A custom parser always returns Some with the next symbol expected (which can be $ident$, $expr$, $block$ etc.) or None if parsing should terminate (without reading the look-ahead symbol).

The $$ return symbol short-cut

A return symbol starting with $$ is treated specially.

Like None, it also terminates parsing, but at the same time it adds this symbol as text into the inputs stream at the end.

This is typically used to inform the implementation function which custom syntax variant was actually parsed.

fn implementation_fn(context: &mut EvalContext, inputs: &[Expression], state: &Dynamic) -> Result<Dynamic, Box<EvalAltResult>>
    // Get the last symbol
    let key = inputs.last().unwrap().get_string_value().unwrap();

    // Make sure it starts with '$$'

    // Execute the custom syntax expression
    match key {
        "$$hello" => { ... }
        "$$world" => { ... }
        "$$foo" => { ... }
        "$$bar" => { ... }
        _ => Err(...)

$$ is a convenient short-cut. An alternative method is to pass such information in the user-defined custom state.

Implementation Function Signature

The signature of an implementation function for Engine::register_custom_syntax_with_state_raw is as follows, which is slightly different from the function for Engine::register_custom_syntax.

Fn(context: &mut EvalContext, inputs: &[Expression], state: &Dynamic) -> Result<Dynamic, Box<EvalAltResult>>


context&mut EvalContextmutable reference to the current evaluation context
inputs&[Expression]a list of input expression trees
state&Dynamicreference to the user-defined state

Custom Parser Example

    // The leading symbol - which needs not be an identifier.
    // The custom parser implementation - always returns the next symbol expected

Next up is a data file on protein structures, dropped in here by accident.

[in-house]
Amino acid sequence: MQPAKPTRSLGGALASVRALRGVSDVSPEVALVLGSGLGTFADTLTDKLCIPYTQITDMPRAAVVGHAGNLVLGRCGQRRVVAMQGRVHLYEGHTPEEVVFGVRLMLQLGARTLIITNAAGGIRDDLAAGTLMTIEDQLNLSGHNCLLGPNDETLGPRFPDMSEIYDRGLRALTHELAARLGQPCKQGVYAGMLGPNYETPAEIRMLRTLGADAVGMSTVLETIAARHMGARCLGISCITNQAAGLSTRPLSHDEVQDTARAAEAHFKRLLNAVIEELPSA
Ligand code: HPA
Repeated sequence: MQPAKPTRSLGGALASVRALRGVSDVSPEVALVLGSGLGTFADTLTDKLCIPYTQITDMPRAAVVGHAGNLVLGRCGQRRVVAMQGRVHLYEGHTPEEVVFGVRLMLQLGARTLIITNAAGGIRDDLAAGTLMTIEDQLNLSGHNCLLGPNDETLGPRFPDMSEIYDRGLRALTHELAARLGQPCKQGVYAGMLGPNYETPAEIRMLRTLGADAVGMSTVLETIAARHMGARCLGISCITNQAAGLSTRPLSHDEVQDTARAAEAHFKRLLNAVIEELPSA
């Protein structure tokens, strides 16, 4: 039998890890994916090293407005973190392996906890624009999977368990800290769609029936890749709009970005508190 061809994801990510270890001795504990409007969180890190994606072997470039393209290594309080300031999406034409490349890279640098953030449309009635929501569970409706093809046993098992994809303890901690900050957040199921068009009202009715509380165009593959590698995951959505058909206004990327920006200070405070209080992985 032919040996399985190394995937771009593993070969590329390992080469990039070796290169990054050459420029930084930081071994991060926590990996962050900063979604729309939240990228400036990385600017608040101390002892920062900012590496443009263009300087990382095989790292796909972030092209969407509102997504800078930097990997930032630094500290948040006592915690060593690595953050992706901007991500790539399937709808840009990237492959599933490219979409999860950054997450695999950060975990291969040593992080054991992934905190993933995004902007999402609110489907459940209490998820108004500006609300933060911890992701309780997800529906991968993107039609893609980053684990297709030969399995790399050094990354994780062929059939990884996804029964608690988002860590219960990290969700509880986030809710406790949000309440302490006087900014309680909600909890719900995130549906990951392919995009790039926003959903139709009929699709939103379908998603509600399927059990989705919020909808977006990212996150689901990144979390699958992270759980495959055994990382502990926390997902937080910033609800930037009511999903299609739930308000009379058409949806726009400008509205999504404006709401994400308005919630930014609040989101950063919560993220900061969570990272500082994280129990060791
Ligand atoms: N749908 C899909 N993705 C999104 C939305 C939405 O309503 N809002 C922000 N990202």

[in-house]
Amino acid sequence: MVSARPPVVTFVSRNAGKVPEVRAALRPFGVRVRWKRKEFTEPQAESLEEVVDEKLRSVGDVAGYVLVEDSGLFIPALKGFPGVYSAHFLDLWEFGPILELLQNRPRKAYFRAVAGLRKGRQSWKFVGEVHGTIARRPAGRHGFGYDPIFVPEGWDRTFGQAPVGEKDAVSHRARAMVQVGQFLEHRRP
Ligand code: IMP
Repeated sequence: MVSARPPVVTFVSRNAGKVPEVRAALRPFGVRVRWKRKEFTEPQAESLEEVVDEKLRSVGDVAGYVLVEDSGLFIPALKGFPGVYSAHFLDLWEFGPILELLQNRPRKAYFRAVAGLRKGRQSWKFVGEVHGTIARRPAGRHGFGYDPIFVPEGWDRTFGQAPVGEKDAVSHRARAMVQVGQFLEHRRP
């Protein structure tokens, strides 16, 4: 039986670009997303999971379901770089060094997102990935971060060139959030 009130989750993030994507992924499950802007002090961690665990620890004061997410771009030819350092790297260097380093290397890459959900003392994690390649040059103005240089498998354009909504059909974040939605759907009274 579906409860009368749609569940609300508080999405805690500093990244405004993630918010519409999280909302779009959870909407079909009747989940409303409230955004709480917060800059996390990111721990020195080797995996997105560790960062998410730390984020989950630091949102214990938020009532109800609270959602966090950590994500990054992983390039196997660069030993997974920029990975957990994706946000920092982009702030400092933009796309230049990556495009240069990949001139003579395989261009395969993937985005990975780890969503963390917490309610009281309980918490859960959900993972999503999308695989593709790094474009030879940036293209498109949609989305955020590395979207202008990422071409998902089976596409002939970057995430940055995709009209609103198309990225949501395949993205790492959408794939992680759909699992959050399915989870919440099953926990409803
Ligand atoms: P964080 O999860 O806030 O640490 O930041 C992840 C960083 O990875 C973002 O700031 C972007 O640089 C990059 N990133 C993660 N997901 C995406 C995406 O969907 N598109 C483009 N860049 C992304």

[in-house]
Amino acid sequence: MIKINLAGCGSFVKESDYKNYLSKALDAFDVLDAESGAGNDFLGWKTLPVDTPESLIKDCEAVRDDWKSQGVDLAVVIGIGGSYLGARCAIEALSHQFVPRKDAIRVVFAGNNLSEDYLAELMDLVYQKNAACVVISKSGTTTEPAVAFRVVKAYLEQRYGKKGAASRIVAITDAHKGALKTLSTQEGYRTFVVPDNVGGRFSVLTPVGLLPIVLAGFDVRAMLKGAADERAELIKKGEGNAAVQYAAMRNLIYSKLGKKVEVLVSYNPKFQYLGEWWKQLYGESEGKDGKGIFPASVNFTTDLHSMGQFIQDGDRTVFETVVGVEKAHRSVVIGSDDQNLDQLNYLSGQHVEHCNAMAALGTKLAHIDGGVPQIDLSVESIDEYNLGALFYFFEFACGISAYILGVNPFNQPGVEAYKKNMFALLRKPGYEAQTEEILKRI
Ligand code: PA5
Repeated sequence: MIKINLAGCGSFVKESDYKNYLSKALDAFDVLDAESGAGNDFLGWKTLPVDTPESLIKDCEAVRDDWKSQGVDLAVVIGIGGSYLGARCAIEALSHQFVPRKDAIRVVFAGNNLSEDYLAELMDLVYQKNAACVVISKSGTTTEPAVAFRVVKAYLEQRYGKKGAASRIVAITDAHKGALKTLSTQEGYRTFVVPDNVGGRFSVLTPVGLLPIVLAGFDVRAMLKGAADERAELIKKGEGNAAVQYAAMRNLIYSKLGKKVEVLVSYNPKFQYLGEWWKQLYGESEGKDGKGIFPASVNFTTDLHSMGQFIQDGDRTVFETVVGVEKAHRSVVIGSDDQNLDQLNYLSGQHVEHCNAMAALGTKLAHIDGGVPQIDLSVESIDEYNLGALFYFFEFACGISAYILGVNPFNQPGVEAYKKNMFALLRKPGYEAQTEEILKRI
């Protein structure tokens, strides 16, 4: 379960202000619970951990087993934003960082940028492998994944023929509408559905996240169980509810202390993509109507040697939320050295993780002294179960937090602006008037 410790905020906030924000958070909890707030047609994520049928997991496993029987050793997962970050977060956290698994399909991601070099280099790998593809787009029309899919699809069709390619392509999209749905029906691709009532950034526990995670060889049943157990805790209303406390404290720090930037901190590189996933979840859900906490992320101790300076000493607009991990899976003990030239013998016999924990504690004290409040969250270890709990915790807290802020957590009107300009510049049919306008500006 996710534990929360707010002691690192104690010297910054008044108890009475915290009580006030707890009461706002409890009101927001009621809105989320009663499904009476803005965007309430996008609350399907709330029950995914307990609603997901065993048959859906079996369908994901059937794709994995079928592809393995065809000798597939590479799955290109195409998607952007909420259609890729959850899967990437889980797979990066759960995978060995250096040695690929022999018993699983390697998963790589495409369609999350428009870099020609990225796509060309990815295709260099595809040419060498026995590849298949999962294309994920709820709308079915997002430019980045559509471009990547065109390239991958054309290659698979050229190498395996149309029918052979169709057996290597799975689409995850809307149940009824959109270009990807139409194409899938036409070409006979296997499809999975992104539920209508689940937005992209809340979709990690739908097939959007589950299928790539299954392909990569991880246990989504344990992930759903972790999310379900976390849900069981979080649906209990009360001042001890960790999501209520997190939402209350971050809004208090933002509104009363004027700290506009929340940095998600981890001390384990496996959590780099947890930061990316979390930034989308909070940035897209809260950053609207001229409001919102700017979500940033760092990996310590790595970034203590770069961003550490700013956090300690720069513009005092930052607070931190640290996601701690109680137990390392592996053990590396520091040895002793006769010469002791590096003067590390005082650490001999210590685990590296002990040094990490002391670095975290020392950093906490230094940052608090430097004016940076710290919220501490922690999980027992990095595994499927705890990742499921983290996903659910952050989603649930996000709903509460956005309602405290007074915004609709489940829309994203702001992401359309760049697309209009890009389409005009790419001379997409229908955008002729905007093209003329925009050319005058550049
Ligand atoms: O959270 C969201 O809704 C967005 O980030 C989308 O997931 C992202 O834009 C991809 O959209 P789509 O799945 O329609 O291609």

// 'look_ahead' is the next symbol about to be read
    // Return symbols starting with '$$' also terminate parsing but allows us
    // to determine which syntax variant was actually parsed so we can perform the
    // appropriate action.  This is a convenient short-cut to keeping the value
    // inside the state.
    // The return type is 'Option<ImmutableString>' to allow common text strings
    // to be interned and shared easily, reducing allocations during parsing.
    |symbols, look_ahead, state| match symbols.len() {
        // perform ...
        1 => Ok(Some("$ident$".into())),
        // perform command ...
        2 => match symbols[1].as_str() {
            "action" => Ok(Some("$expr$".into())),
            "hello" => Ok(Some("world".into())),
            "update" | "check" | "add" | "remove" => Ok(Some("$ident$".into())),
            "cleanup" => Ok(Some("$$cleanup".into())),
            cmd => Err(LexError::ImproperSymbol(format!("Improper command: {cmd}"))
        // perform command arg ...
        3 => match (symbols[1].as_str(), symbols[2].as_str()) {
            ("action", _) => Ok(Some("$$action".into())),
            ("hello", "world") => Ok(Some("$$hello-world".into())),
            ("update", arg) => match arg {
                "system" => Ok(Some("$$update-system".into())),
                "client" => Ok(Some("$$update-client".into())),
                _ => Err(LexError::ImproperSymbol(format!("Cannot update {arg}"))
            ("check", arg) => Ok(Some("$$check".into())),
            ("add", arg) => Ok(Some("$$add".into())),
            ("remove", arg) => Ok(Some("$$remove".into())),
            (cmd, arg) => Err(LexError::ImproperSymbol(
                format!("Invalid argument for command {cmd}: {arg}")
        _ => unreachable!(),
    // No variables declared/removed by this custom syntax
    // Implementation function
    |context, inputs, state| {
        let cmd = inputs.last().unwrap().get_string_value().unwrap();

        match cmd {
            "$$cleanup" => { ... }
            "$$action" => { ... }
            "$$update-system" => { ... }
            "$$update-client" => { ... }
            "$$check" => { ... }
            "$$add" => { ... }
            "$$remove" => { ... }
            _ => Err(format!("Invalid command: {cmd}"))